Productive Writing

There’s not been much happening lately. There has been a bit of a gap since my last post as I have decided that if I have nothing particular to say, I should not post just for the sake of it, even though my original intention was to try and post every other day.

I have almost, and will certainly do so today, completed ‘The Guermantes Way’ by Proust and will be able to start on ‘Sodom and Gomorrah’. The more I read ‘In Search of Lost Time’ the more I like it.

I have done little serious writing for a while now, having mostly been just free writing and journaling daily, but yesterday for some reason I just sat and started writing. Before I knew it I had written about 1,200 (useful) words pretty much straight off. I think a contributing factor was a single idea that just excited my creative imagination and allowed the juices to flow. It seems that often a productive spell of writing can be sparked off by a single discrete thought, phrase or even a word. It is just finding that, nugget, that gem, that tantalising hint that can inspire one to create.

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11 thoughts on “Productive Writing

  1. And you are right. Sometimes a single word will do it. My last poem – 8 months ago now, alas – all started from the word “flattery” and then it just happened. I find it mysterious – and irritating in that I can’t control it. I always thought that a “real writer” would have control, but I suppose there are different sorts of control.
    I wanted to recommend Flannery O’Connor to you, if you are looking for yet another author to add to your no doubt incredibly long list. Good American writing, in my opinion, nearly did not exist in the first half of the 20th century (but I have not read F. Scott Fitzgerald yet). I think Flannery O’Connor was the first good American writer in a long long time. If you do try her, start with the novel Wise Blood or the story A Good Man Is Hard to Find.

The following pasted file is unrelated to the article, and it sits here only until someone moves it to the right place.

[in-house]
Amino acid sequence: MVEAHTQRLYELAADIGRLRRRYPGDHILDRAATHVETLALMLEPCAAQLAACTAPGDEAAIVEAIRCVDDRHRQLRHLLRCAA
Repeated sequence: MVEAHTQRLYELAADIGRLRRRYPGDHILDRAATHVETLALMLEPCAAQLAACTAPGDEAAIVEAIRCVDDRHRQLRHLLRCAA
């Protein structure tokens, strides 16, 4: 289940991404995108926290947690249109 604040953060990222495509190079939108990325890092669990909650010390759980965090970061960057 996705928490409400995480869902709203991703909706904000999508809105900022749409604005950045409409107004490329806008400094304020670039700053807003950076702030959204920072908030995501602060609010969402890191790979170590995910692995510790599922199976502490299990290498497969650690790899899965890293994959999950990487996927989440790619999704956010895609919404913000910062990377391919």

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    • I have never read any Flannery O’Connor, but I seem to remember that she was an influence on John Kennedy Toole who wrote ‘A Confederacy of Dunces’, which I have read. I will have to check some out. I have also read some F. Scott Fitzgerald which is definitely worth a look. Thank you for the suggestions.

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  2. A Confederacy of Dunces has been highly recommended to me so it is on my list already. And I bought everything Fitzgerald did just on general principle. But I do admit to disliking very much Hemingway and Faulkner and to a lesser extent Steinbeck (he did write some books I found compelling).

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    • It’s one of my standard techniques.

      Take a blank sheet – and write – ‘This is a blank sheet’ on the top of it – and it is no longer a blank sheet.

      Sometimes you have to help your mind get going.

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  3. I woke up in the middle of the night with an idea for a children’s book. I don’t know where that came from as I don’t even have children and have no interest in writing books for kids. What is that all about?!

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  4. That’s pretty much how I function too. Often just a phrase that pops into my head while I’m brushing my teeth, or a vivid image. Write down that first phrase, and often you don’t stop for thousands of words.

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  5. Yep, that “gem” makes writing effortless, as if the words have a life of their own, as if they have been there all along, right under your fingertips. Thanks for visiting my blog, Julian! :

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